Pride and Prejudice and Prosody

Brian Wilson
3 min readJan 31, 2020


Mainstage Irving-Las Colinas’ production of “Pride & Prejudice,” adapted by Kate Hamill, runs through Saturday, Feb. 8 at the Dupree Theater, 3333 N. MacArthur Blvd. in Irving and is the second “Pride & Prejudice” show in the Dallas-Fort Worth area in January following Shakespeare Dallas’ production of Jon Jory’s adaptation.

There are easily a hundred adaptations or TV episodes on as well, so why is this story so popular? On some level, it seems to be a bit “Romeo and Juliet” meets “Cinderella,” in that there are star-crossed lovers, there is someone (maybe several) who appear less than they are until we find out they are more and the original novel by Jane Austen is from that period just before the industrial revolution, which we have (for some reason) continued to romanticize.

Another reason, though a bit lacking in this production (yet so clear from the novel) is that Jane Austen is really funny. I dare you to get through the first five pages of the novel without laughing out loud. And while there were a few chuckles during this production, the comedic timing of most of the cast was a bit off. I think part of this was the choice to try to do the lines in a British accent, but it seemed that most of the cast was thinking too much about the accent and not enough about what their fellow actors were doing.

I excuse Octavia Y. Thomas from this criticism, as she was the standout in the show in terms of her presence and timing playing both Mr. Bennet and Charlotte. Olivia Cinquepalmi as Jane and Miss DeBourgh also showed some definite talent, but these two are not the main character of the play. That rests with Sara Rashelle as Lizzy, who’s romance with Mr. Darcy is at the center of the story. Ms. Rashelle’s performance was very frustrating at times as I felt she had the ability to really dig into this character and show her range, but it felt like she also fell victim to overthinking the accent. Now to her and the entire casts’ credit, shifting one’s manor of speech in this way, enunciating clearly and projecting to the back row are terribly challenging skills unless you have a lot of experience or are preternaturally gifted in that way.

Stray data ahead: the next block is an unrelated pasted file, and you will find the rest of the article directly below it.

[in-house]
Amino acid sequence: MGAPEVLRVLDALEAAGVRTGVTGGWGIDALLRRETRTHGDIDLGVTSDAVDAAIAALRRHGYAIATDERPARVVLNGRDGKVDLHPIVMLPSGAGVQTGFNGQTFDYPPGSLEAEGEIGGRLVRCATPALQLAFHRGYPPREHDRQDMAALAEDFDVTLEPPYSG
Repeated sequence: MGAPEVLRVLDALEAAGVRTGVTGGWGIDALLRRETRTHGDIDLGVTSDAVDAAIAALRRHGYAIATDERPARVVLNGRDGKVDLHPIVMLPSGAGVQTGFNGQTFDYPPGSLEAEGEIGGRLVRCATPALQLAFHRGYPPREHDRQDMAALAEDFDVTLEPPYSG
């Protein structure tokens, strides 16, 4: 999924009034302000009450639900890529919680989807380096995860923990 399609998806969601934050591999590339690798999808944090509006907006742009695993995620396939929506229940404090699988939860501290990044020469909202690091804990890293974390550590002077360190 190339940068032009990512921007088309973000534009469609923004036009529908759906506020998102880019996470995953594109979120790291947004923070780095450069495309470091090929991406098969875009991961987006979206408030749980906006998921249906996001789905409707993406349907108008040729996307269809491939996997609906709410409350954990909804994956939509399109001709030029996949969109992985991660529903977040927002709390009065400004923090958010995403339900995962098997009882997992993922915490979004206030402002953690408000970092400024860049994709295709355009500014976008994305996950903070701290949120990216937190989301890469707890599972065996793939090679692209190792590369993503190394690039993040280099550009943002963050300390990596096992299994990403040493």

Aside from the accents though, Director Denis Yslas maximized the tempo of the play by having all the actors on stage the entire time and having them rapidly change costumes just behind the main set pieces. The set design by Wendy Searcy-Woode also lent itself to speed by requiring no significant changes but still allowing us to easily imagine the scene changes. The lighting design by Christian Blake White was well done with different color cues and projections on the back wall changing with the tone of the scene. Hope D. Cox’s costumes ably helped us differentiate the characters, as nearly all of them doubled up at some point in the show.

For a community theater show, this was a very capable production so if you are one of those that has seen several of those listings and has read a great deal of Austen you’ll be in for a treat. But, like so many pretentious writers before me, I will caveat: I liked the book more.

Kate Hamill’s “Pride & Prejudice” runs now through Sunday, Feb. 8, with performances on Fridays and Saturdays at 7:30 p.m. and Sundays at 2:30 p.m. A single performance will take place on Thursday, Feb. 6 at 7:30 p.m. Tickets range from $19-$28 and are on sale at

[ This review originally appeared at]

Originally published at on January 31, 2020.